Esther 9:26
Why they called these days Purim after the name of Pur. Therefore for all the words of this letter, and of that which they had seen concerning this matter, and which had come to them,
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EXPOSITORY (ENGLISH BIBLE)
(26) Purim.—As we have already stated, the festival of Purim is still observed by the Jews, on the 14th and 15th of Adar, the day preceding being kept as a fast. At Purim, the whole Book of Esther is read through in the service in the synagogues, a custom that can be traced back at any rate to the Christian era (2 Maccabees 15:36; Josephus, Ant. xi. 6. 13; Mishna, Bosh ha-Shanah, iii. 7).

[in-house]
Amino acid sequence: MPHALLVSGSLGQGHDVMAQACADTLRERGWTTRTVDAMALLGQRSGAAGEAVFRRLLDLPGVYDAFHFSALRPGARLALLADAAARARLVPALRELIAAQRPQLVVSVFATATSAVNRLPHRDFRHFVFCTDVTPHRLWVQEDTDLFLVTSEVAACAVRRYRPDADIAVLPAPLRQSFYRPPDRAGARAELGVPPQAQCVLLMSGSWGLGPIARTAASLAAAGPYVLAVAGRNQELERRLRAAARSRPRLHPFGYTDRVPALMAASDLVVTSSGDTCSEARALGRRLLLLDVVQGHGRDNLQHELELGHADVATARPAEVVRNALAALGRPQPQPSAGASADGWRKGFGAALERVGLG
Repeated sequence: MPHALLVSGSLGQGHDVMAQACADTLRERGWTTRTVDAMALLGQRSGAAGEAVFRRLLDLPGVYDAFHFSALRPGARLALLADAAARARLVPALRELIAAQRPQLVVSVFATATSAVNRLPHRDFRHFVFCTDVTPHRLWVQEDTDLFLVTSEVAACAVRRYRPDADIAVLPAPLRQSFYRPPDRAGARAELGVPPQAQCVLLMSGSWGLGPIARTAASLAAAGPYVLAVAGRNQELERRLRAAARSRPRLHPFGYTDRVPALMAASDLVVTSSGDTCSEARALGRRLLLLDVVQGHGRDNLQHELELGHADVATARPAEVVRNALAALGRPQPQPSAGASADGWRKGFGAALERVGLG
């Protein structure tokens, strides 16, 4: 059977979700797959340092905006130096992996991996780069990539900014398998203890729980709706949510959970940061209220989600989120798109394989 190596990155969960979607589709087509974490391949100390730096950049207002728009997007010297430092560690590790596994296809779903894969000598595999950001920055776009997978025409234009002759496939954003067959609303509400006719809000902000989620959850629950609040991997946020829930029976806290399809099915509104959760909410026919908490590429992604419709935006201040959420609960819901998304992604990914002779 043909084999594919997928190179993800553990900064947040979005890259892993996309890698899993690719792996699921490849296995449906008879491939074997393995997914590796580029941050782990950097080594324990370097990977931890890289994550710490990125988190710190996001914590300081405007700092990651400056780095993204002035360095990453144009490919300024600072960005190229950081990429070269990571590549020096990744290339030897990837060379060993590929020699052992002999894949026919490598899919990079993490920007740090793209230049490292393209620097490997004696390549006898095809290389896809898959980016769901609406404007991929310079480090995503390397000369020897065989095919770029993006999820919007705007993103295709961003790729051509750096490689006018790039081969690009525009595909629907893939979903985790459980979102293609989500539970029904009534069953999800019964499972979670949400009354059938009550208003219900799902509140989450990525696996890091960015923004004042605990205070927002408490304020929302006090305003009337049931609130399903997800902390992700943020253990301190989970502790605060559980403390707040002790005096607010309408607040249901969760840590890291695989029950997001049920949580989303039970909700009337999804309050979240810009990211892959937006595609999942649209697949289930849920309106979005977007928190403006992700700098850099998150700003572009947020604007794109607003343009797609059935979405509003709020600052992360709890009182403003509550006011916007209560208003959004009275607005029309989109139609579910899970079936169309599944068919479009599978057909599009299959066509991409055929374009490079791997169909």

Esther 9:26. They called these days Purim — Namely, these two festival days; after the name Pur — A Persian word signifying a lot. For all the words of this letter, and of that which they had seen, and which had come unto them — Because of what was contained in the letter of Mordecai, and the respect which they justly bore to it; and because of what they themselves had seen, when these things happened, and God so wonderfully delivered them; and of what they heard reported concerning these matters, in the places where they could not see them, they unanimously consented to keep a yearly festival in commemoration of them, as it follows in the next verse.9:20-32 The observance of the Jewish feasts, is a public declaration of the truth of the Old Testament Scriptures. And as the Old Testament Scriptures are true, the Messiah expected by the Jews is come long ago; and none but Jesus of Nazareth can be that Messiah. The festival was appointed by authority, yet under the direction of the Spirit of God. It was called the feast of Purim, from a Persian word, which signifies a lot. The name of this festival would remind them of the almighty power of the God of Israel, who served his own purposes by the superstitions of the heathen. In reviewing our mercies, we should advert to former fears and distresses. When our mercies are personal, we should not by forgetfulness lose the comfort of them, or withhold from the Lord the glory due to his name. May the Lord teach us to rejoice, with that holy joy which anticipates and prepares for the blessedness of heaven. Every instance of Divine goodness to ourselves, is a new obligation laid on us to do good, to those especially who most need our bounty. Above all, redemption by Christ binds us to be merciful, 2Co 8:9.The Jews of the villages ... - Rather, "the Jews of the country districts, that dwelt in the country towns," as distinguished from those who dwelt in the metropolis. 26. they called these days Purim after the name of Pur—"Pur," in the Persian language, signifies "lot"; and the feast of Purim, or lots, has a reference to the time having been pitched upon by Haman through the decision of the lot. In consequence of the signal national deliverance which divine providence gave them from the infamous machinations of Haman, Mordecai ordered the Jews to commemorate that event by an anniversary festival, which was to last for two days, in accordance with the two days' war of defense they had to maintain. There was a slight difference in the time of this festival; for the Jews in the provinces, having defended themselves against their enemies on the thirteenth, devoted the fourteenth to festivity; whereas their brethren in Shushan, having extended that work over two days, did not observe their thanksgiving feast till the fifteenth. But this was remedied by authority, which fixed the fourteenth and fifteenth of Adar. It became a season of sunny memories to the universal body of the Jews; and, by the letters of Mordecai, dispersed through all parts of the Persian empire, it was established as an annual feast, the celebration of which is kept up still. On both days of the feast, the modern Jews read over the Megillah or Book of Esther in their synagogues. The copy read must not be printed, but written on vellum in the form of a roll; and the names of the ten sons of Haman are written on it a peculiar manner, being ranged, they say, like so many bodies on a gibbet. The reader must pronounce all these names in one breath. Whenever Haman's name is pronounced, they make a terrible noise in the synagogue. Some drum with their feet on the floor, and the boys have mallets with which they knock and make a noise. They prepare themselves for their carnival by a previous fast, which should continue three days, in imitation of Esther's; but they have mostly reduced it to one day [Jennings, Jewish Antiquities]. i.e. Both for the respect which they justly bore to Mordecai’s letter, and because they themselves had seen and felt this wonderful work of God on their behalf. Wherefore they called these days Purim, after the name of Pur,.... The lot; because of the lots cast by Haman; see Esther 3:7,